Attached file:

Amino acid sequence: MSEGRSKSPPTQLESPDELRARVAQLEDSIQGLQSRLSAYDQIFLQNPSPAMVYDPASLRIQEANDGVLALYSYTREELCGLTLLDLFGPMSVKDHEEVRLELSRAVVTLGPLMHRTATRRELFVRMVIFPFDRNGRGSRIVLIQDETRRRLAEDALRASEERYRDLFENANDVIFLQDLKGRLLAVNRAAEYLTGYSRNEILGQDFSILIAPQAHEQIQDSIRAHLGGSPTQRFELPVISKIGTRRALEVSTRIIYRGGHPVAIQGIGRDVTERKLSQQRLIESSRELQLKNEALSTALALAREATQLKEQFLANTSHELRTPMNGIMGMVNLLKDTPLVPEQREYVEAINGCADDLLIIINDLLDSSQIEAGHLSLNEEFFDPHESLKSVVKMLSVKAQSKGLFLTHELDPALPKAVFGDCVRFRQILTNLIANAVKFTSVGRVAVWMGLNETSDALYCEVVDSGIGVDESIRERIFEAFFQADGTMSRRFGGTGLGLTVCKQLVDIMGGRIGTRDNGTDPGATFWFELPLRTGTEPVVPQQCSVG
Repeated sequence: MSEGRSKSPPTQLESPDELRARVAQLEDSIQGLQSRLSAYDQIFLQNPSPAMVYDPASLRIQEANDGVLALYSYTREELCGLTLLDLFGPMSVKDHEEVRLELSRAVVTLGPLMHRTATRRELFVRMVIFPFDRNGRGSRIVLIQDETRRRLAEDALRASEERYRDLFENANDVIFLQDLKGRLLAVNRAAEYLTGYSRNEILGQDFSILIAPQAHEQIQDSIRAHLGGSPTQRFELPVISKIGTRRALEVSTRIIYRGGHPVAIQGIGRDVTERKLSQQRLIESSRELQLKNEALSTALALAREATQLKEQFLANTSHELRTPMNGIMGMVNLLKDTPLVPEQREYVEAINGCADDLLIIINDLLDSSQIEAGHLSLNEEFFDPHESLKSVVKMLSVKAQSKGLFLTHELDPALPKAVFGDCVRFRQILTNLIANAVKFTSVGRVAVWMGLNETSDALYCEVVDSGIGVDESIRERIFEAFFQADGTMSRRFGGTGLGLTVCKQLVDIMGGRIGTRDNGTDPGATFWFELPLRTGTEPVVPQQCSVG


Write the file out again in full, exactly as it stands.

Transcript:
Amino acid sequence: MSEGRSKSPPTQLESPDELRARVAQLEDSIQGLQSRLSAYDQIFLQNPSPAMVYDPASLRIQEANDGVLALYSYTREELCGLTLLDLFGPMSVKDHEEVRLELSRAVVTLGPLMHRTATRRELFVRMVIFPFDRNGRGSRIVLIQDETRRRLAEDALRASEERYRDLFENANDVIFLQDLKGRLLAVNRAAEYLTGYSRNEILGQDFSILIAPQAHEQIQDSIRAHLGGSPTQRFELPVISKIGTRRALEVSTRIIYRGGHPVAIQGIGRDVTERKLSQQRLIESSRELQLKNEALSTALALAREATQLKEQFLANTSHELRTPMNGIMGMVNLLKDTPLVPEQREYVEAINGCADDLLIIINDLLDSSQIEAGHLSLNEEFFDPHESLKSVVKMLSVKAQSKGLFLTHELDPALPKAVFGDCVRFRQILTNLIANAVKFTSVGRVAVWMGLNETSDALYCEVVDSGIGVDESIRERIFEAFFQADGTMSRRFGGTGLGLTVCKQLVDIMGGRIGTRDNGTDPGATFWFELPLRTGTEPVVPQQCSVG
Repeated sequence: MSEGRSKSPPTQLESPDELRARVAQLEDSIQGLQSRLSAYDQIFLQNPSPAMVYDPASLRIQEANDGVLALYSYTREELCGLTLLDLFGPMSVKDHEEVRLELSRAVVTLGPLMHRTATRRELFVRMVIFPFDRNGRGSRIVLIQDETRRRLAEDALRASEERYRDLFENANDVIFLQDLKGRLLAVNRAAEYLTGYSRNEILGQDFSILIAPQAHEQIQDSIRAHLGGSPTQRFELPVISKIGTRRALEVSTRIIYRGGHPVAIQGIGRDVTERKLSQQRLIESSRELQLKNEALSTALALAREATQLKEQFLANTSHELRTPMNGIMGMVNLLKDTPLVPEQREYVEAINGCADDLLIIINDLLDSSQIEAGHLSLNEEFFDPHESLKSVVKMLSVKAQSKGLFLTHELDPALPKAVFGDCVRFRQILTNLIANAVKFTSVGRVAVWMGLNETSDALYCEVVDSGIGVDESIRERIFEAFFQADGTMSRRFGGTGLGLTVCKQLVDIMGGRIGTRDNGTDPGATFWFELPLRTGTEPVVPQQCSVG